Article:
SLEEP DISORDERS
Meditation May Help Put Primary Insomnia to Bed
Exercising Throat Muscles May Relieve Sleep Apnea
Lose Weight, Sleep Apnea May Improve
WOMEN'S HEALTH
Vitamin D Good for Breast Cancer Patients
Spice Compounds May Stem Tumor Growth
Being Active an Hour a Day Puts Brakes on Weight Gain
Add your Article

Brown Rice Bests White for Diabetes Prevention

Substituting brown rice or another whole grain for white rice can help reduce the risk of type 2 diabetes, new research suggests.

Five or more servings of white rice a week increased the risk of type 2 diabetes by 17 percent, according to the study, which is published in the June 14 issue of the Archives of Internal Medicine. But replacing white rice with brown rice could reduce the risk of developing type 2 diabetes by 16 percent, the study found.

"This is an important message for public health. White rice is potentially harmful for the risk of type 2 diabetes," said the study's lead author, Dr. Qi Sun, an instructor of medicine at Harvard Medical School and a researcher at Brigham and Women's Hospital in Boston.

"Over the last decade, rice consumption in the U.S. has really increased a lot, but more than 70 percent of the rice consumed is white rice," said Sun, who added, "People should replace white rice with brown rice or whole grains."

The reason that brown rice may offer some protection, according to Sun, is that it still contains many of the nutrients and fiber that are stripped away in the production of white rice. During the refining and milling process necessary to make white rice, the rice loses a significant amount of its fiber and most of the vitamins and minerals, according to the study.

"When you have just the white rice, it's mostly protein and starch, and you're making freer carbohydrates that are easy to digest," said Dr. Jacob Warman, chief of endocrinology at the Brooklyn Hospital Center in New York City.

"With white rice, the digestive enzymes can more easily penetrate the rice grains and release the starch for digestion. After ingesting white rice, blood sugar increases more rapidly," Sun said.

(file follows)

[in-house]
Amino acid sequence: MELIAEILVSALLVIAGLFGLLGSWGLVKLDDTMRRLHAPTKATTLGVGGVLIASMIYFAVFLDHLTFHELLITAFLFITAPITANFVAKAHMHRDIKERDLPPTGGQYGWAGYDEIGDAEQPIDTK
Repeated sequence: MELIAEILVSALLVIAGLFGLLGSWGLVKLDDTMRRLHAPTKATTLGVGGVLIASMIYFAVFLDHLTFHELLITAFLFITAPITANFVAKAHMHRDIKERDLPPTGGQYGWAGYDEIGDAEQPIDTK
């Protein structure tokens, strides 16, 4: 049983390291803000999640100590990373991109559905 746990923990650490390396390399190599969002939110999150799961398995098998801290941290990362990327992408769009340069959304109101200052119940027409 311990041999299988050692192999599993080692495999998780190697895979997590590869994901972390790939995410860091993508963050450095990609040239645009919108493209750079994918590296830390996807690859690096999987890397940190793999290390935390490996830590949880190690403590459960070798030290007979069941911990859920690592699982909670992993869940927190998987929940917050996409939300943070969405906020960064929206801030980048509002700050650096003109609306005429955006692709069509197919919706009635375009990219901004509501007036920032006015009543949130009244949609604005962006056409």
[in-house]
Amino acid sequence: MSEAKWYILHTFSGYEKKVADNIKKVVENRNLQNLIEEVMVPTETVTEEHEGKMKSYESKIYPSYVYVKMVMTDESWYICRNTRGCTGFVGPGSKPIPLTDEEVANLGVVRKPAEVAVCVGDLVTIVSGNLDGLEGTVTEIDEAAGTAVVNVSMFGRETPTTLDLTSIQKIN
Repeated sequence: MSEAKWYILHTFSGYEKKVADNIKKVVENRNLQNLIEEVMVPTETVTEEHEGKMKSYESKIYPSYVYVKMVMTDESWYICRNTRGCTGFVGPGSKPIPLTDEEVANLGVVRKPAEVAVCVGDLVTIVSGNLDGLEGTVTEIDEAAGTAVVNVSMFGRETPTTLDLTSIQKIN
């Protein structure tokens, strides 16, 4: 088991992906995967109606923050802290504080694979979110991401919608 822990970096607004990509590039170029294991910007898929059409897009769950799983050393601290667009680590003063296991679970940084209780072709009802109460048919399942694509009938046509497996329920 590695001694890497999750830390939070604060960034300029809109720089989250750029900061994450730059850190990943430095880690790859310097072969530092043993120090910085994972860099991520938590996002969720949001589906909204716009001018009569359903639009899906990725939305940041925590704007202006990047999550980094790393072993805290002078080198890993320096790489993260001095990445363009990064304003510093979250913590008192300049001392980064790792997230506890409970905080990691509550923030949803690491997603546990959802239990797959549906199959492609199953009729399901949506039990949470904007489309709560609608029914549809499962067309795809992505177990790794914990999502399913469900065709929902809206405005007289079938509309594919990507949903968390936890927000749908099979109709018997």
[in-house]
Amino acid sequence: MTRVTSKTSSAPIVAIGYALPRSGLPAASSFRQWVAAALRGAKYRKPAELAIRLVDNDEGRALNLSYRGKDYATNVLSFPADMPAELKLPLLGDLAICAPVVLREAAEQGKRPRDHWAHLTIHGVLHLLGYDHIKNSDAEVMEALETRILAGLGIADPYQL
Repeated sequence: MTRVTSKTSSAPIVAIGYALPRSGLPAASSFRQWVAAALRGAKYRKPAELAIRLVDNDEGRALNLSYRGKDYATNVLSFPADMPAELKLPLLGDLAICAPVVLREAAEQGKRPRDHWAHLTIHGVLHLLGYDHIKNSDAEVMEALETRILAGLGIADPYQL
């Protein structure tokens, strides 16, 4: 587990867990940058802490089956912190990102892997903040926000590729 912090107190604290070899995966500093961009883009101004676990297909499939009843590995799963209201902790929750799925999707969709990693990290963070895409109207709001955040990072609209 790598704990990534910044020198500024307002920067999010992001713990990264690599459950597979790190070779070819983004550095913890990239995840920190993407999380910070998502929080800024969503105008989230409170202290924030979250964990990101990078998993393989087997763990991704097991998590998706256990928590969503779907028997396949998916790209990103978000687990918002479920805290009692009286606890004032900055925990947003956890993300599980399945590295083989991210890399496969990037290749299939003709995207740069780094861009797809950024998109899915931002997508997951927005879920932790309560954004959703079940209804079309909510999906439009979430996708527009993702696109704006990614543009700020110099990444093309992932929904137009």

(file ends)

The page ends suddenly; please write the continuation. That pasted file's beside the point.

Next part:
To analyze how those differences affect the body over the long term, Sun and his colleagues culled data from three different studies involving nearly 200,000 participants. The studies (Health Professionals Follow-up Study and the Nurses' Health Study I and II) included 39,765 men and 157,463 women, and contained detailed data on dietary intake that was updated every four years over a 14- to 22-year follow-up.

After adjusting the data to control for many other factors that could contribute to type 2 diabetes -- such as body mass index, family history, age and other dietary habits -- the researchers found that the consumption of white rice was associated with an increased risk of developing type 2 diabetes, while regular consumption of brown rice was linked to a reduced risk.

People who ate at least five servings of white rice a week had a 17 percent increased risk of type 2 diabetes, while those who ate at least two servings of brown rice a week reduced their risk of type 2 diabetes by 11 percent.

The researchers estimate that if people replaced white rice with brown rice, the risk of type 2 diabetes would go down by 16 percent.

One problem Sun and his colleagues discovered while doing the study was that brown rice consumption was relatively low during the study period. It's only in recent years that brown rice is becoming more popular. So, the researchers also evaluated the effect that replacing white rice with whole grains would have and found that the risk of diabetes would be 36 percent lower.

"There was a very strong association between whole grains and a decreased risk of type 2 diabetes. We recommend replacing white rice with brown rice or other whole grains," said Sun.

"In general, bulking up on grains is a good idea, and this -- switching to brown rice from white -- is such an easy substitution to make," said Warman.

SOURCES: Qi Sun, M.D., Sc.D., researcher, Brigham and Women's Hospital, and instructor of medicine, Harvard Medical School, Boston; Jacob Warman, M.D., chief of endocrinology, The Brooklyn Hospital Center, New York City; June 14, 2010, Archives of Internal Medicine